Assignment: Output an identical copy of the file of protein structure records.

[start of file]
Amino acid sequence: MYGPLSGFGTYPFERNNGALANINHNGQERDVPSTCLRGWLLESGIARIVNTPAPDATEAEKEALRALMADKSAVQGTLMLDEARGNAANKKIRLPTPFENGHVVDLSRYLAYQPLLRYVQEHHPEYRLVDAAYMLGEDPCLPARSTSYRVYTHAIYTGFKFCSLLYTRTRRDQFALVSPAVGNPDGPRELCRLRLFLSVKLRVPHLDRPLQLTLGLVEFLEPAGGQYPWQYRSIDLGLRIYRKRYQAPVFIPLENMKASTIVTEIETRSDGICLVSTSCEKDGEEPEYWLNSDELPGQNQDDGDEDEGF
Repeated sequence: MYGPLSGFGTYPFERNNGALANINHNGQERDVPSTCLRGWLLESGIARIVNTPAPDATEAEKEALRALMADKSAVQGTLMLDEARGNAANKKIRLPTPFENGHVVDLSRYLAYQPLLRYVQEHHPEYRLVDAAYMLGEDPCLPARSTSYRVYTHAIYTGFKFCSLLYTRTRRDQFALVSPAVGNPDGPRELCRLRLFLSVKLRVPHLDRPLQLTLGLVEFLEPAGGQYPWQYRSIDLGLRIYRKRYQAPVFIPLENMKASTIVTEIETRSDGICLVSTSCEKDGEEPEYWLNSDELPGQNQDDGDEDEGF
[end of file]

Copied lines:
Amino acid sequence: MYGPLSGFGTYPFERNNGALANINHNGQERDVPSTCLRGWLLESGIARIVNTPAPDATEAEKEALRALMADKSAVQGTLMLDEARGNAANKKIRLPTPFENGHVVDLSRYLAYQPLLRYVQEHHPEYRLVDAAYMLGEDPCLPARSTSYRVYTHAIYTGFKFCSLLYTRTRRDQFALVSPAVGNPDGPRELCRLRLFLSVKLRVPHLDRPLQLTLGLVEFLEPAGGQYPWQYRSIDLGLRIYRKRYQAPVFIPLENMKASTIVTEIETRSDGICLVSTSCEKDGEEPEYWLNSDELPGQNQDDGDEDEGF
Repeated sequence: MYGPLSGFGTYPFERNNGALANINHNGQERDVPSTCLRGWLLESGIARIVNTPAPDATEAEKEALRALMADKSAVQGTLMLDEARGNAANKKIRLPTPFENGHVVDLSRYLAYQPLLRYVQEHHPEYRLVDAAYMLGEDPCLPARSTSYRVYTHAIYTGFKFCSLLYTRTRRDQFALVSPAVGNPDGPRELCRLRLFLSVKLRVPHLDRPLQLTLGLVEFLEPAGGQYPWQYRSIDLGLRIYRKRYQAPVFIPLENMKASTIVTEIETRSDGICLVSTSCEKDGEEPEYWLNSDELPGQNQDDGDEDEGF